t:0x4f854140 CPU:00 THREAD  :THRUNNING     pid:1511472 tid:1 
t:0x4f854910 CPU:00 KER_EXIT:TRACE_EVENT/01 ret_val:0x00000000 empty:0x00000000
t:0x4f856aac CPU:00 KER_CALL:THREAD_DESTROY/47 tid:-1 status_p:0
t:0x4f857dca CPU:00 KER_EXIT:THREAD_DESTROY/47 ret_val:0x00000030 empty:0x00000000
t:0x4f8588d3 CPU:00 KER_CALL:THREAD_DESTROYALL/48 empty:0x00000000 empty:0x00000000
t:0x4f858ed7 CPU:00 THREAD  :THDESTROY     pid:1511472 tid:1
t:0x4f8598b9 CPU:00 THREAD  :THDEAD        pid:1511472 tid:1 
t:0x4f859c4c CPU:00 THREAD  :THRUNNING     pid:1 tid:1 
t:0x4f85c6e3 CPU:00 COMM    :SND_PULSE_EXE scoid:0x40000002 pid:1
t:0x4f85cecd CPU:00 THREAD  :THRUNNING     pid:1 tid:12 
t:0x4f85d5ad CPU:00 THREAD  :THREADY       pid:1 tid:1 
t:0x4f85e5b3 CPU:00 COMM    :REC_PULSE     scoid:0x40000002 pid:1
t:0x4f860ee2 CPU:00 KER_CALL:THREAD_CREATE/46 func_p:f0023170 arg_p:eff6e000
t:0x4f8624c7 CPU:00 THREAD  :THCREATE      pid:1511472 tid:1
t:0x4f8625ff CPU:00 THREAD  :THWAITTHREAD  pid:1 tid:12 
t:0x4f8627b4 CPU:00 THREAD  :THRUNNING     pid:1511472 tid:1 
t:0x4f8636fd CPU:00 THREAD  :THREADY       pid:1 tid:12 
t:0x4f865c34 CPU:00 KER_CALL:CONNECT_SERVER_INFO/41 pid:0 coid:0x00000000
t:0x4f866836 CPU:00 KER_EXIT:CONNECT_SERVER_INFO/41 coid:0x00000000 info->nd:0
t:0x4f86735e CPU:00 KER_CALL:TIMER_TIMEOUT/75 timeout_flags:0x00000050 ntime(sec):30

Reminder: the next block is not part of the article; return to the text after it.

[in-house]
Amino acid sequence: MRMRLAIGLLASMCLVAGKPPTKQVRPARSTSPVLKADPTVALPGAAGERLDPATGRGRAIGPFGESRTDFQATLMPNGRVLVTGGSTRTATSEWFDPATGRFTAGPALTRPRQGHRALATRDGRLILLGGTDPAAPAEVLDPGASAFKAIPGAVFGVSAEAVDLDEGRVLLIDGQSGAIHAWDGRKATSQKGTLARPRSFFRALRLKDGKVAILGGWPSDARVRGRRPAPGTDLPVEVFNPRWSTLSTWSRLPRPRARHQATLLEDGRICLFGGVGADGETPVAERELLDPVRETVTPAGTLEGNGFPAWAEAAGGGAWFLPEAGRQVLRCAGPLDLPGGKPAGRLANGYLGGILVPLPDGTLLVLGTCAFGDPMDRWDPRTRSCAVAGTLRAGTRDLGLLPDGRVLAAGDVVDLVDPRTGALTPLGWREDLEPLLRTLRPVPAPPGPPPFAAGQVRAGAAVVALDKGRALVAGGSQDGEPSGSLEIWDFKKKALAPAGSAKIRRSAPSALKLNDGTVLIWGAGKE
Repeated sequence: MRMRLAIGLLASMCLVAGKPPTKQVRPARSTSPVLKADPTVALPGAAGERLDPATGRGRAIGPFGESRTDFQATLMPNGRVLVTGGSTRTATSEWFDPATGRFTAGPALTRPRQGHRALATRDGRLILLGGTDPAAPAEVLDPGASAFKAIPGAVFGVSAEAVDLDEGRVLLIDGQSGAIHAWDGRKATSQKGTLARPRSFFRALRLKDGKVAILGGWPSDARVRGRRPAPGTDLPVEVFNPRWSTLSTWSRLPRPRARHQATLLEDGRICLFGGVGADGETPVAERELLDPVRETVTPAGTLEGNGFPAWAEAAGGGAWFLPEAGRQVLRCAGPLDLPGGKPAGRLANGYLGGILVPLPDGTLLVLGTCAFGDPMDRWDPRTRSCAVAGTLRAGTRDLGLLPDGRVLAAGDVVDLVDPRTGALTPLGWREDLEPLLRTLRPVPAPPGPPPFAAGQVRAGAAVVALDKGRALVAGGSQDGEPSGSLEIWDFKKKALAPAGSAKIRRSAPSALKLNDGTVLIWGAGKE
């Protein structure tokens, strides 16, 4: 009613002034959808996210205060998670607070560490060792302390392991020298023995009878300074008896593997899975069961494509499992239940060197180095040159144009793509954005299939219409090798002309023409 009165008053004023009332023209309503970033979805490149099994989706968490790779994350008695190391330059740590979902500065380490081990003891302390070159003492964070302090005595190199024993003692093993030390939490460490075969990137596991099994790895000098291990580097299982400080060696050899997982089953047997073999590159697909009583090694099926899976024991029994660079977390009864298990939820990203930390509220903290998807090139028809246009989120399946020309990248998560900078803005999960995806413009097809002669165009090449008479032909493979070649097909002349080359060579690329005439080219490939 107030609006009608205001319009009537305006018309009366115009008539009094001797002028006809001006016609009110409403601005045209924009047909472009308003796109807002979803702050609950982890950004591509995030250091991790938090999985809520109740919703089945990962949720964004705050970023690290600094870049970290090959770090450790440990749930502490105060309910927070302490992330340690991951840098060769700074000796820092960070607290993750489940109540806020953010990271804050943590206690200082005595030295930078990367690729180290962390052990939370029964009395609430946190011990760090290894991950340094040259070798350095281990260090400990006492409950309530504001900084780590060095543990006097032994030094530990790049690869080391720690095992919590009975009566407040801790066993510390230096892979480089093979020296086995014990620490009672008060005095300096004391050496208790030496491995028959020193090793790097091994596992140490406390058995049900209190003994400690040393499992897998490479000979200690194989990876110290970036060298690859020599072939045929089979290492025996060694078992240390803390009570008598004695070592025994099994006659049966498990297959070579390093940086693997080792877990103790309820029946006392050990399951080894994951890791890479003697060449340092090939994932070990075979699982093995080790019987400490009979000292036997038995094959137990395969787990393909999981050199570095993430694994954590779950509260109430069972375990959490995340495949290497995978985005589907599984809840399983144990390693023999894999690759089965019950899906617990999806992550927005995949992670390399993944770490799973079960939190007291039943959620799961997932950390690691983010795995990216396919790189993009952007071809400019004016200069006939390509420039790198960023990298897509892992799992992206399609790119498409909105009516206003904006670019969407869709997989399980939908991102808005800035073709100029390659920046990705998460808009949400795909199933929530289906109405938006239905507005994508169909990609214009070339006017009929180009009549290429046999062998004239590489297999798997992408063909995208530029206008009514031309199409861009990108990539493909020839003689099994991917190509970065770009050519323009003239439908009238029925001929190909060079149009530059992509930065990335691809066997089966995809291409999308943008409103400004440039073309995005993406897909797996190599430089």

t:0x4f868445 CPU:00 KER_EXIT:TIMER_TIMEOUT/75 prev_timeout_flags:0x00000000 otime(sec):0
t:0x4f8697d3 CPU:00 INT_ENTR:0x00000000 (0)       IP:0xf008433e
t:0x4f86a276 CPU:00 INT_HANDLER_ENTR:0x00000000 (0)       PID:126997 IP:0x080b7334 AREA:0x0812a060
t:0x4f86afa7 CPU:00 INT_HANDLER_EXIT:0x00000000 (0) SIGEVENT:NONE
t:0x4f86b304 CPU:00 INT_HANDLER_ENTR:0x00000000 (0)       PID:1 IP:0xf0056570 AREA:0x00000000
t:0x4f86ca12 CPU:00 INT_HANDLER_EXIT:0x00000000 (0) SIGEVENT:NONE
t:0x4f86cff6 CPU:00 INT_EXIT:0x00000000 (0) inkernel:0x00000f01
t:0x4f86e276 CPU:00 KER_CALL:MSG_SENDV/11 coid:0x00000000 msg:"" (0x00040116)
t:0x4f86e756 CPU:00 COMM    :SND_MESSAGE   rcvid:0x0000004f pid:159762
t:0x4f86f84a CPU:00 THREAD  :THREPLY       pid:1511472 tid:1 
t:0x4f8705dd CPU:00 THREAD  :THREADY       pid:159762 tid:1 
t:0x4f8707d4 CPU:00 THREAD  :THRUNNING     pid:159762 tid:1 
t:0x4f870bff CPU:00 COMM    :REC_MESSAGE   rcvid:0x0000004f pid:159762
t:0x4f878b6c CPU:00 KER_CALL:MSG_REPLYV/15 rcvid:0x0000004f status:0x00000000
t:0x4f878f4b CPU:00 COMM    :REPLY_MESSAGE tid:1 pid:1511472
t:0x4f8798d2 CPU:00 THREAD  :THREADY       pid:1511472 tid:1 
t:0x4f879db8 CPU:00 KER_EXIT:MSG_REPLYV/15 ret_val:0 empty:0x00000000
t:0x4f87a84f CPU:00 KER_CALL:MSG_RECEIVEV/14 chid:0x00000001 rparts:1


This example demonstrates the capability of the trace module to capture huge amounts of data about the events. The first part of the trace data is the initial state information about all the running processes; to suppress it, start the tracing with _NTO_TRACE_STARTNOSTATE instead of _NTO_TRACE_START.

While it's good to know how to gather everything, we'll clearly need to be able to refine our search.